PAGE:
Bookshops and the Character of a City
Also: A 12-year-old Cormac McCarthy, a new self-portrait of Van Gogh, and more.
A factotum is a person who does all kinds of work, and in Marius Kociejowski’s book A Factotum in the Book Trade, he writes, among other things, about the odd jobs he did as an assistant in an antiquarian bookshop on London’s Cecil Court (known for its second-hand stores) before it closed and moved online. The book is a funny, sometimes cantankerous memoir about Kociejowski’s life as a reader and in the book trade in London.
But it’s mainly about the bookshops themselves—specifically antiquarian bookshops—and the booksellers who run them and the collectors they serve. It is a lament for a way of buying books and a culture that, at least in Kociejowski’s view, is quickly disappearing. Early on, Kociejowski writes, “Secondhand bookshops, once a feature of almost every borough, town and village, continue to close, even in supposedly bookish places like Oxford and Cambridge”:
“Town and city are no longer the organic growths they once were. They have begun to operate on a purely functional level that has little to do with what actually brings grace into our lives. You eviscerate a habitat of its culture and the species it supports will find it increasingly difficult to survive or else they’ll mutate into something else.”
Of course, bookshops were originally started (and are still started) for a functional reason—to sell books—and to blame a preoccupation with making money for the disappearance of bookshops and to wish instead for a world where people start and support businesses solely for the “grace” they bring “into our lives” is to wish for a world that has never existed and will never exist.
But Kociejowski is right that the disappearance of secondhand bookshops (and other secondhand stores) changes the character of a city and, to a degree, the lives of the people who live there. A city, Kociejowski writes, “is measurable through its smaller enterprises,” and something of London’s rough-and-tumble, libertine character has been lost as these places have disappeared and the city itself has gotten “sleek.”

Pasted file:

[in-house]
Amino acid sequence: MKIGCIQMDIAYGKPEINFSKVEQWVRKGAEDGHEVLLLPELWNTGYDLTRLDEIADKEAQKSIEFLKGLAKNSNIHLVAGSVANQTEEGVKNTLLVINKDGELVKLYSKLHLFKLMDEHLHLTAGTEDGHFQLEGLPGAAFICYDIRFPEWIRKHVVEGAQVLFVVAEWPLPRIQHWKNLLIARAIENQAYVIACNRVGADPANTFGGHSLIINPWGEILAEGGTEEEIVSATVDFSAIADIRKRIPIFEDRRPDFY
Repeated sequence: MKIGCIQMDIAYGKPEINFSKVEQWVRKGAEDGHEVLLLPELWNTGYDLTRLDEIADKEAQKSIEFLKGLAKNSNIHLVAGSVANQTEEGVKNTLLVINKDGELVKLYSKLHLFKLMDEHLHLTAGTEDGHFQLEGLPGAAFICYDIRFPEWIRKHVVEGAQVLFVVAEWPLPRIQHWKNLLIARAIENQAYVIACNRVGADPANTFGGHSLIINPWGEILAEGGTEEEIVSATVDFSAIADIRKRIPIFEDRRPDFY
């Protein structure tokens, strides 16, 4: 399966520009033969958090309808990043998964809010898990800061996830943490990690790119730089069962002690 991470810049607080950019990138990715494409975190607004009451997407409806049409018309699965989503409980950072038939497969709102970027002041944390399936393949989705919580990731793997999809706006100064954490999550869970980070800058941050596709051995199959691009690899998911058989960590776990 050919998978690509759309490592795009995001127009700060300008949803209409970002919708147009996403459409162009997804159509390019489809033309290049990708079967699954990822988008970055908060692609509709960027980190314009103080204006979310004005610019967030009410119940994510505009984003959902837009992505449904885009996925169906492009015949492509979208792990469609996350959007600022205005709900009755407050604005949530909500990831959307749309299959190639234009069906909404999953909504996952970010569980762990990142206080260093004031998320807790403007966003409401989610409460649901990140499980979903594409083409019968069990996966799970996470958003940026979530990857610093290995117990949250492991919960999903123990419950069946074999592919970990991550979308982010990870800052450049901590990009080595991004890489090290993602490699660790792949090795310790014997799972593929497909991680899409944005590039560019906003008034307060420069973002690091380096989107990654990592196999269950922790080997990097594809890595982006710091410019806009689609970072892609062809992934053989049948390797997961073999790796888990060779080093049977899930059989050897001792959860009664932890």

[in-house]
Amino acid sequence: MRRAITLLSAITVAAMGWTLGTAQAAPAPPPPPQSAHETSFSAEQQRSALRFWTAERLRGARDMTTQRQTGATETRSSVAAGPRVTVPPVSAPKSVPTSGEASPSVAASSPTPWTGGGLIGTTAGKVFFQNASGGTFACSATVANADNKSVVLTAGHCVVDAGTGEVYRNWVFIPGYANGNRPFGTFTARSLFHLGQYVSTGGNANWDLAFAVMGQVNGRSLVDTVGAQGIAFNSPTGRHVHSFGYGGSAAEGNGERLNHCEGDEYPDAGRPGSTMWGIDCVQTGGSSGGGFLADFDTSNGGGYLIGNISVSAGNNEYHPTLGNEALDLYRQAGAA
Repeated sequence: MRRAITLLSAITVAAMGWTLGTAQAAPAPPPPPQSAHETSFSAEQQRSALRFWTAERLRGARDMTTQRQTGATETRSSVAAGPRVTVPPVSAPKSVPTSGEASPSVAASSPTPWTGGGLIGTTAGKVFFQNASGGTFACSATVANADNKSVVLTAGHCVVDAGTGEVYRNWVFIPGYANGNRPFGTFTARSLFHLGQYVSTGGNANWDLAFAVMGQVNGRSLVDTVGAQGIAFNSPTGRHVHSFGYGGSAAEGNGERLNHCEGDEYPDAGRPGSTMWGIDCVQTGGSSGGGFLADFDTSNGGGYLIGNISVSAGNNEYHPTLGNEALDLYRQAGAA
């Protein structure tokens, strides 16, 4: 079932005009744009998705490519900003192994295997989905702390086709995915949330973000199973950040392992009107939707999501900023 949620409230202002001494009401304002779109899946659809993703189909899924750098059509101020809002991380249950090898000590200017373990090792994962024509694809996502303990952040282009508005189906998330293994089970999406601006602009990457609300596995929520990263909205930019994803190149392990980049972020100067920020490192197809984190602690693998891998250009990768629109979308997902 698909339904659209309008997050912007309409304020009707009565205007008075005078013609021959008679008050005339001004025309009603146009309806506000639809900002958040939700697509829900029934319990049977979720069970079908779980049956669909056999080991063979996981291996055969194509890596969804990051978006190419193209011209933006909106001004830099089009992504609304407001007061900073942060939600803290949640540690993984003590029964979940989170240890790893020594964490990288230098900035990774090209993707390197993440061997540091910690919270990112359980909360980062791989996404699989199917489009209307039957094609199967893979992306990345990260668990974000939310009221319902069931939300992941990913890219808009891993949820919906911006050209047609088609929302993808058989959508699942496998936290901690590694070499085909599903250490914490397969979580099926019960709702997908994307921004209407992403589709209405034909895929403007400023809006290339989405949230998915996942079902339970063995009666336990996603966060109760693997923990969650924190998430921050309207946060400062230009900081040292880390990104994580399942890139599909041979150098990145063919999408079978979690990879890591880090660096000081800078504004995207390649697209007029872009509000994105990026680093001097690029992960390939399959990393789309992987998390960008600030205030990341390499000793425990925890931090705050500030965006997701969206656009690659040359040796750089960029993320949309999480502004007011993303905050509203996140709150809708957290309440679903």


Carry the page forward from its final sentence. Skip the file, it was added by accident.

In his review of the book earlier this week in the New York Times, Dwight Garner writes that “Many good memoirs have been written by antiquarian booksellers . . . A Factotum in the Book Trade is memorable because a) it’s well-written, and b) it’s close in touch with the books. Kociejowski, now in his early 70s, never owned his own shop. He struggled financially while raising a family on an employee’s earnings. He simply loved the work.”
I haven’t finished the book yet, but I am enjoying it so far for its intelligence and biting anecdotes. In one passage, he complains about an “objectionable subspecies” of bookshop customers “who with their mobile phones like to photograph each other holding an open book although very rarely are their eyes fixed on the page. The punishment for them cannot be too severe.”
The book has been published by the small Canadian publisher Biblioasis, whom I wrote about here. They have hit gold again, it seems, which is no surprise.
Thanks to Michael Crews for pointing me to this 1946 documentary of Tennessee dairy farmers featuring a 12-year-old Charles McCarthy, Jr., better known today as Cormac McCarthy. McCarthy’s first appearance is at the 1:55 mark. He plays “Jimmy,” who visits a farm “to learn all about cows.”
The artist Claes Oldenburg has died. He was 93. “I am for an art that is political-erotical-mystical, that does something other than sit on its ass in a museum,” Oldenburg once wrote. That is certainly clear from his giant urban sculptures of everyday objects. In the Wall Street Journal, Kelly Crow writes that Oldenburg’s “lumpen or towering versions of everything from buttery baked potatoes to bowling pins were typically rendered at a monumental scale only a giant could practically use. The effect gave his oeuvre a playful, Alice-in-Wonderland appeal.” The critic Robert Hughes wrote in 1972 that “Oldenburg is death’s buffoon.” Everything he makes is “a testament to polymorphous perversity . . . no living artist combines the roles of magician and clown with as much skill as Oldenburg — except, obviously, Picasso.”